$434K in Stimulus to Help Latina Middle-Schoolers 'Resist' Sex Created 0.91 Jobs

May 23, 2013 - 10:28 AM
latina teen pregnancy

One of the “shovel ready” projects funded by the 2009 stimulus law included more than $400,000 to test a “mixed reality” game for Latina middle schoolers so they are better able to resist peer pressure to have sex.


(CNSNews.com) - One of the “shovel ready” projects funded by the 2009 stimulus law included more than $400,000 to test a “mixed reality” game for Latina middle schoolers so they are better able to resist peer pressure to have sex.

The University of Central Florida (UCF) received $434,812 beginning in 2010 for the project, entitled, “Using Mixed Reality to Build Peer Resistance Skills in Latina Middle Schoolers."

According to the grant description, “This study will test a prototype for a game that builds the skills that Latinas need to resist pressure to engage in intercourse when they are in middle school, thereby decreasing their risk for teen pregnancy and sexually transmitted infections. Study results will also be helpful to other researchers developing technology-based health games designed to promote health.”

The project has been completed, Barbara Abney, director of marketing and communications at UCF, told CNSNews.com.

“Forty-four low-income early adolescent Hispanic girls took part in the study, which included peer resistance skill curriculum followed by specially developed, technology-assisted, social interaction game play,” Abney said.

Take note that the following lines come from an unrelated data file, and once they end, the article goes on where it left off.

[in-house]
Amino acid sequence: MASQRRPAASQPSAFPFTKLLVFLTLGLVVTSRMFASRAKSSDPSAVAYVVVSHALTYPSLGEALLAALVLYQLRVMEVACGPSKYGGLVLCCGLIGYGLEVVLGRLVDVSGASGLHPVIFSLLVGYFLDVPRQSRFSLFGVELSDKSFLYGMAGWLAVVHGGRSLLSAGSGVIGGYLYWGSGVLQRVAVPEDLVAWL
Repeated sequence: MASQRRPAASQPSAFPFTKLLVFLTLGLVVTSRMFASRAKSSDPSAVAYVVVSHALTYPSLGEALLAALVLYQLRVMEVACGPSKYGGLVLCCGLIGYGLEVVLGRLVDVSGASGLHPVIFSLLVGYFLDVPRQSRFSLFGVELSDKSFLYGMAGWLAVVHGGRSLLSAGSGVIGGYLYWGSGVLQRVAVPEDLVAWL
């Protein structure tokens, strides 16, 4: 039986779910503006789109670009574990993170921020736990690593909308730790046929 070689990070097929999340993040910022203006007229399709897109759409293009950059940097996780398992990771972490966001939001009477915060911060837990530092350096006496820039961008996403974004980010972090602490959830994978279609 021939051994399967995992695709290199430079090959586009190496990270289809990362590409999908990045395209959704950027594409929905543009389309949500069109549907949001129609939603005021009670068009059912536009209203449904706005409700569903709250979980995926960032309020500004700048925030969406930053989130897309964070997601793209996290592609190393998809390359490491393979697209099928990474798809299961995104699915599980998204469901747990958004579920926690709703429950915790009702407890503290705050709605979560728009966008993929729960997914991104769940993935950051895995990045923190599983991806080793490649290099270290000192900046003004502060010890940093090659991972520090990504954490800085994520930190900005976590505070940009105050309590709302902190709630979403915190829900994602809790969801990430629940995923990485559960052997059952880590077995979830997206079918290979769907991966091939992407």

Researchers found “that by using an avatar-based, virtual reality, peer-resistance skill-building game, in combination with curriculum, teenage girls were better able to resist peer pressure to participate in risky behaviors.”

According to Recovery.gov, the website for tracking stimulus funds, the project created 0.91 jobs.

Abney told CNSNews.com that “several” part-time positions were created over the project’s two-year lifespan.  This included two research assistants, a part-time project manager, four positions for people who worked less than 60 hours a year and two high school student research assistants.

“This ‘shovel ready,’ two-year project is guided by an interdisciplinary team working in collaboration with an afterschool and summer camp program for low income, middle school children in a predominately Latino community in Orlando, Florida,” the grant states.  “Game design is driven by a theoretical framework integrating social cognitive theory, the communication competence model, and Piaget's theory of cognitive development.”

The emphasis was placed on Latinas because they have a pregnancy rate that is twice that of non-Hispanic whites.  “The middle school years are targeted because this is an ideal point at which to intervene to delay initiation of intercourse,” the grant said.

“A delay in initiation until after middle school could have considerable cost savings, given the positive association between age at first intercourse and use of contraceptives, and the costs associated with early adolescent pregnancy,” it said.